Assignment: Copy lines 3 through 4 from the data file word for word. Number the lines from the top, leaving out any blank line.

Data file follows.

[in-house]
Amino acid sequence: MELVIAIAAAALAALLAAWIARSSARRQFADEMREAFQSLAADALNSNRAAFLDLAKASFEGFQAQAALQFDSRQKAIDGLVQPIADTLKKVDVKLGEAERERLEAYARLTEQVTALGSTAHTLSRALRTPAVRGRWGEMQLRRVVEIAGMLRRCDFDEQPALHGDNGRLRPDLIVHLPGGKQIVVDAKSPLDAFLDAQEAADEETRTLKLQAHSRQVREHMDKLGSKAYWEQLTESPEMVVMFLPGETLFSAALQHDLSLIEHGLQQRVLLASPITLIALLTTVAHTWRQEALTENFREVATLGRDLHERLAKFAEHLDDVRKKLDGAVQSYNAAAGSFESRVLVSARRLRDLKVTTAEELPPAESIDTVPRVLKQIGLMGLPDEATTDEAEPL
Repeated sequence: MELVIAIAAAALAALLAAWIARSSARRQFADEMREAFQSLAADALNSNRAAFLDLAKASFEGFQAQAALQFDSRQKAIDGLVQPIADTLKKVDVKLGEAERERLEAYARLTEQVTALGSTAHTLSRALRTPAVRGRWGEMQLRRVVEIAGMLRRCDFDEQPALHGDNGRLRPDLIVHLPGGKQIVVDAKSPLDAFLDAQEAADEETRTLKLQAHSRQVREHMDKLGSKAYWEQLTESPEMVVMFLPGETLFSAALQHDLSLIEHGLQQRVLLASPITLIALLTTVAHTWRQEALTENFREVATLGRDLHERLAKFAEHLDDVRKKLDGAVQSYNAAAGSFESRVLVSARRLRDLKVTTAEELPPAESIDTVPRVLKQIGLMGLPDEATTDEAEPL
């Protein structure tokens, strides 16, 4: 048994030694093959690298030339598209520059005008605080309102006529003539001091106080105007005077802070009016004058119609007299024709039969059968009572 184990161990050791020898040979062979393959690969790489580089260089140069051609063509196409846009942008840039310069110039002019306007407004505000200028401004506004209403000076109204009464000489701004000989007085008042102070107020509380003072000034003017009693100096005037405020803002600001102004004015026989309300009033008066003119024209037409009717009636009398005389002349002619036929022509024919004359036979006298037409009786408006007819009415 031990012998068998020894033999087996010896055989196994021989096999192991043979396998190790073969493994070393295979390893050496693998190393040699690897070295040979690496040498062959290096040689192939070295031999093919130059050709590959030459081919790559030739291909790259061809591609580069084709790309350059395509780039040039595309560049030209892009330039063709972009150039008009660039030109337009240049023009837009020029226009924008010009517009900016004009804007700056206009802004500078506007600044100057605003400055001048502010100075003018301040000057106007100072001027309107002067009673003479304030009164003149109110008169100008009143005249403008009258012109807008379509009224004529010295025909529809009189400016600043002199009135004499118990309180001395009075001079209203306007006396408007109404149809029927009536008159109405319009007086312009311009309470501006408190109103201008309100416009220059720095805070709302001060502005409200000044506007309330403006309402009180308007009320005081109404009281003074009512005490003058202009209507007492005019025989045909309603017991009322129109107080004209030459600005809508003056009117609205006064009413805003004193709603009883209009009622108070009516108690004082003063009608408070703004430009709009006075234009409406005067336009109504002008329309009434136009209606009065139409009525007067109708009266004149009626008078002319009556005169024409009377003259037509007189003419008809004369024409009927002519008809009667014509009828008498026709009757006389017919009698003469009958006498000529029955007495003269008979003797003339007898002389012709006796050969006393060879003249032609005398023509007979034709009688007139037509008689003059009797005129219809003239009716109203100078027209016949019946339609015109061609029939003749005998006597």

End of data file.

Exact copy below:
Repeated sequence: MELVIAIAAAALAALLAAWIARSSARRQFADEMREAFQSLAADALNSNRAAFLDLAKASFEGFQAQAALQFDSRQKAIDGLVQPIADTLKKVDVKLGEAERERLEAYARLTEQVTALGSTAHTLSRALRTPAVRGRWGEMQLRRVVEIAGMLRRCDFDEQPALHGDNGRLRPDLIVHLPGGKQIVVDAKSPLDAFLDAQEAADEETRTLKLQAHSRQVREHMDKLGSKAYWEQLTESPEMVVMFLPGETLFSAALQHDLSLIEHGLQQRVLLASPITLIALLTTVAHTWRQEALTENFREVATLGRDLHERLAKFAEHLDDVRKKLDGAVQSYNAAAGSFESRVLVSARRLRDLKVTTAEELPPAESIDTVPRVLKQIGLMGLPDEATTDEAEPL
């Protein structure tokens, strides 16, 4: 048994030694093959690298030339598209520059005008605080309102006529003539001091106080105007005077802070009016004058119609007299024709039969059968009572 184990161990050791020898040979062979393959690969790489580089260089140069051609063509196409846009942008840039310069110039002019306007407004505000200028401004506004209403000076109204009464000489701004000989007085008042102070107020509380003072000034003017009693100096005037405020803002600001102004004015026989309300009033008066003119024209037409009717009636009398005389002349002619036929022509024919004359036979006298037409009786408006007819009415 031990012998068998020894033999087996010896055989196994021989096999192991043979396998190790073969493994070393295979390893050496693998190393040699690897070295040979690496040498062959290096040689192939070295031999093919130059050709590959030459081919790559030739291909790259061809591609580069084709790309350059395509780039040039595309560049030209892009330039063709972009150039008009660039030109337009240049023009837009020029226009924008010009517009900016004009804007700056206009802004500078506007600044100057605003400055001048502010100075003018301040000057106007100072001027309107002067009673003479304030009164003149109110008169100008009143005249403008009258012109807008379509009224004529010295025909529809009189400016600043002199009135004499118990309180001395009075001079209203306007006396408007109404149809029927009536008159109405319009007086312009311009309470501006408190109103201008309100416009220059720095805070709302001060502005409200000044506007309330403006309402009180308007009320005081109404009281003074009512005490003058202009209507007492005019025989045909309603017991009322129109107080004209030459600005809508003056009117609205006064009413805003004193709603009883209009009622108070009516108690004082003063009608408070703004430009709009006075234009409406005067336009109504002008329309009434136009209606009065139409009525007067109708009266004149009626008078002319009556005169024409009377003259037509007189003419008809004369024409009927002519008809009667014509009828008498026709009757006389017919009698003469009958006498000529029955007495003269008979003797003339007898002389012709006796050969006393060879003249032609005398023509007979034709009688007139037509008689003059009797005129219809003239009716109203100078027209016949019946339609015109061609029939003749005998006597």